This week, President Obama committed tens of millions of dollars toward off-grid solar projects in India -- a deal that American officials say could leverage $1 billion in total investment in the sector.
However, one of India’s top solar analysts is expressing caution about the deal.
“This sort of financing comes with a long and expensive due-diligence process," warned Jasmeet Khurana, associate director of solar consulting firm Bridge to India.
“International capital coming into India in any form is a welcome step. The sector could definitely use it. However, while the focus on off-grid solar projects and rural electrification may appear to be common sense, it may run into operational challenges," said Khurana.
In particular, he said, companies operating in the space may not be equipped to utilize the amount of money dedicated to the off-grid sector. "Their capacity addition plans, ticket size per investment, and the bankability of the investment itself, might not meet the criteria to ensure a meaningful utilization of the fund."
The financing package was unveiled during Indian Prime Minister Narendra Modi's visit to President Barack Obama in Washington. During the meeting, the two leaders focused on how to meet their climate goals outlined at last year's U.N. summit.
“The United States supports the government of India’s ambitious national goals to install 175 gigawatts of renewable power, which includes 100 gigawatts from solar power," said the White House in a joint statement.
As part of that support, the Obama administration committed to “a $40 million U.S.- India Catalytic Solar Finance Program, equally supported by the United States and India, that...could mobilize up to $1 billion of projects.”
The announcement follows a long history of support for U.S. solar interests in India -- resulting in the subcontinent being the only major PV market dominated by U.S.-produced thin film products.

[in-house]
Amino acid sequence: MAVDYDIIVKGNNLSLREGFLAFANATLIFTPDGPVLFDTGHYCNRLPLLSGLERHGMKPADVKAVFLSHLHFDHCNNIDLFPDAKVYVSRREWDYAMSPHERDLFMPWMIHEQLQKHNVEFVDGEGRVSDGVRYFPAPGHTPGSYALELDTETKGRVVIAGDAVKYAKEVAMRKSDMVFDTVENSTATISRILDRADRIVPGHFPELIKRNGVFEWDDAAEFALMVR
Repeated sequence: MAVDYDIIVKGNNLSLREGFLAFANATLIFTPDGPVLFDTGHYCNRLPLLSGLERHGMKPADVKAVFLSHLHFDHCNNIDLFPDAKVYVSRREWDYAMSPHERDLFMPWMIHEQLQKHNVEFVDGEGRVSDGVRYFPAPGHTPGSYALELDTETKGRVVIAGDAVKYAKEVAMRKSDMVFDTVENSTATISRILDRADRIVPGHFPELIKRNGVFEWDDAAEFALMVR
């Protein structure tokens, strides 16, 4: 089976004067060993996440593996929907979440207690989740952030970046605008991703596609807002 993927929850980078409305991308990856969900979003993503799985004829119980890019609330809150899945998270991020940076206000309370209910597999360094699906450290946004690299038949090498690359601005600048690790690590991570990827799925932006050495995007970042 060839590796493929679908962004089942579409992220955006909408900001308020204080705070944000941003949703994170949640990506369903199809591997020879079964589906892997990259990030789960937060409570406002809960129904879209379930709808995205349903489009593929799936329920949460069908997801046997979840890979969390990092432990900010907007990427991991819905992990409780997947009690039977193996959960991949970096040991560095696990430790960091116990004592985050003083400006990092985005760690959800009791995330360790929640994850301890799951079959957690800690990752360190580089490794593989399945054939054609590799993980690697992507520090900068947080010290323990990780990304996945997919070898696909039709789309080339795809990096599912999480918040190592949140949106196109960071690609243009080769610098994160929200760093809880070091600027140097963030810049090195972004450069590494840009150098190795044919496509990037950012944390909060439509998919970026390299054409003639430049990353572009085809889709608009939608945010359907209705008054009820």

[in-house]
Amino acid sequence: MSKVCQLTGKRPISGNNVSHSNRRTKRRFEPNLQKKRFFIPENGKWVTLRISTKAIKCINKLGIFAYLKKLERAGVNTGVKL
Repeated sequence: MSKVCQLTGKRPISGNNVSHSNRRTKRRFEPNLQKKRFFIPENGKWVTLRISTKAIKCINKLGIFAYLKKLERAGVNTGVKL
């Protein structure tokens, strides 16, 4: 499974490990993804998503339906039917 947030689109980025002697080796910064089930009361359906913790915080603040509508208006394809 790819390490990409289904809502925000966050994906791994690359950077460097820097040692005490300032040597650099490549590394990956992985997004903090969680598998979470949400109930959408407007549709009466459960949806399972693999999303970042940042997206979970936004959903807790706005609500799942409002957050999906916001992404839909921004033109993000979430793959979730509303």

Thin-film PV has a minority share in all other solar markets, but has thrived in India because it is exempt from India’s local-content requirement. And when imported from the U.S., it is supported by low-interest loans from the Export-Import Bank of the United States.
This financial advantage has helped U.S. thin film companies, and particularly the market leader First Solar, to make a killing in the Indian solar market. In March of this year, First Solar announced it had shipped a gigawatt worth of capacity to India.
That is equal to about one-fifth of the 5 gigawatts of cumulative installed capacity in India at the end of 2015, according to figures from the International Renewable Energy Agency.
However, extending this kind of money to the off-grid segment could present challenges. “India has a terrible record on providing reliable grid electricity to large parts of the country,” said Bridge to India in a blog post. “Several startups have enjoyed limited success in the mini- and microgrid sector but a scalable, profitable model seems to be elusive.”
Nevertheless, the Modi administration’s latest policy on minigrids and microgrids does address current challenges, for example by providing visibility into regulated prices or making it easier to get information on taxes and exemptions.
“The policy is still in draft stage and is meant as a guideline for states, which can adapt or modify the policy based on their local needs,” said Bridge to India this month. "It provides some much-needed policy certainty to the sector."
These concerns may not matter much at the White House. After all, the star of energy deal was not solar, but nuclear.
While America’s nuclear industry has suffered in recent years from low gas prices, India is forging ahead with an ambitious reactor program. The country “has a flourishing and largely indigenous nuclear power program and expects to have 14.6 gigawatts [of] nuclear capacity on-line by 2024 and 63 gigawatts by 2032,” reports the World Nuclear Association.
The White House hopes that India will become an important market for American nuclear companies.
“The leaders welcomed the start of preparatory work on site in India for six AP 1000 reactors to be built by Westinghouse and noted the intention of India and the U.S. Export-Import Bank to work together toward a competitive financing package for the project,” it said.
Those AP 1000 reactors cost around $3 billion apiece on the Chinese market. So while significant, the millions committed to off-grid solar in India still represent only a fraction of the deal's value.